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The other day I was eating breakfast with Max, my 3-year-old, and talking about how Leo, my almost one-year-old, would soon be walking. “And then,” said Max, “he’ll turn into a big boy, and he won’t scratch me anymore, and he can ride my brown bike, and play in my tent.”
Hearing him say that filled me with most incredible sense of hope. At the moment, Max and Leo really, really, don’t get on. I totally understand this. Leo is grabby and destructive. He snatches at everything Max has, from his food to his blanket to his toy cars. He smashes Max’s block towers and ruins his puzzles. He doesn’t understand the rules of play, doesn’t listen to commands, and hasn’t the faintest interest in sharing. Max, in turn, can’t bear it when Leo touches him, hates sharing space with him and spends an extraordinary amount of time yelling “Nooooo Leooooooooooooo!” Leo screams and swats at Max, they both end up in tears.
Has this first year been a preview of the rest of their lives? Am I raising Cain and Abel?
It’s pretty exhausting. I knew they would fight, but I didn’t think it would happen so soon. I thought Leo would need to learn to talk before they could argue. I thought he would need to learn to walk, at least, before they could tussle.
Social media doesn’t help. Many people on my feeds are now on Number 2, and it’s all pictures of older siblings kissing newborn babies’ heads, big sisters beaming at their roly-poly baby brothers, the captions all of the ‘Full Mommy Heart’ variety. Why do their kids get on so well? Why don’t their infants claw at their toddlers’ eyes? Why don’t their their 3-year-olds hiss and spit at their one-year-olds when they approach? Has this first year, and the last few months in particular, been a preview of the rest of their lives? Am I raising Cain and Abel?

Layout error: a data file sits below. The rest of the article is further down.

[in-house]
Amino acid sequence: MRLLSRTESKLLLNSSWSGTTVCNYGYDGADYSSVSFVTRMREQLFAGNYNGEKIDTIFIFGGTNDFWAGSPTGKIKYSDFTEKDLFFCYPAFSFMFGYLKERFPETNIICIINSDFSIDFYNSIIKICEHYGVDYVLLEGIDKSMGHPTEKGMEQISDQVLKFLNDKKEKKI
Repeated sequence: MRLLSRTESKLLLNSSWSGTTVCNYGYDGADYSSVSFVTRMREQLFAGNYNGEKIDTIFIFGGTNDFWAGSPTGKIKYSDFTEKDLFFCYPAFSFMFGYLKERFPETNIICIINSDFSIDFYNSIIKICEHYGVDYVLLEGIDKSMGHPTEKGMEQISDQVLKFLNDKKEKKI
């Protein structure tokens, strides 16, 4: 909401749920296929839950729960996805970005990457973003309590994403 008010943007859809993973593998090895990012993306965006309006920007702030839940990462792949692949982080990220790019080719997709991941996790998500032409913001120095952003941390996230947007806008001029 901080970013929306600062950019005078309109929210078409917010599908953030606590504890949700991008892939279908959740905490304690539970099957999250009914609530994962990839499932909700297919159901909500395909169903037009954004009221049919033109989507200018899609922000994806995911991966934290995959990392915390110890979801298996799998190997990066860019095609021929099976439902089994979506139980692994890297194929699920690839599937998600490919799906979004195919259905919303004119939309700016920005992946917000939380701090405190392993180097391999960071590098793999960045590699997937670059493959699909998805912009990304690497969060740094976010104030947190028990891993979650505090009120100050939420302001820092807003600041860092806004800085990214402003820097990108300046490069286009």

Leo is, for the most part, a very cheerful baby. He giggles constantly: at the pets, at his reflection, at us. He’s incredibly physically affectionate, and has already learnt to hug and kiss us, in his baby way. He’s independent and given half a chance will dash off as fast as he can to play with some new thing he’s spotted a ways away, but he can also be super-needy and will shriek as soon as we turn our backs on him. He still prefers to nap in our arms.
Max lives in his own fantasy world, and he assumes we’re there with him. He’s constantly holding out an empty hand and saying ‘Look at my treasure!’ He lines up scatter cushions on the floor and calls them his train, he calls the mulberry tree that hangs over the wall in the alley behind our house his airplane. He’s all sound effects and drama, he loves sand and speed. He has become a more reliable historian, and has started understanding his emotions. When I work at night, he’ll tell me the following day that he missed me. He can name his best friends and express sorrow that they’re not around.
I knew they would fight, but I didn’t think it would happen so soon.
Each of them is so individually lovable, but they just seem to annoy each other so damn much right now. I know that Leo loves Max: he stares at him with big puppy dog eyes and cries when he leaves the room. I think Max is warming up, finally, to Leo. He gives him tastes of his ice cream. He mentions him when talking about future plans.
And at last, after our breakfast conversation, I feel like Max understands that Leo is just not yet ready to be the brother he needs. He seems to understand that one day Leo’s teeth will come in, he’ll learn to talk, he’ll be able to stand up straight and play without smashing things. They’ll be able to share a tent, they’ll be pirates together. They might never be the best of friends, but hopefully they won’t be the worst of enemies forever.
Karen Milford is a state doctor, mom-in-training, bad runner, fiction reader, occasional cook, and a dog and cat owner.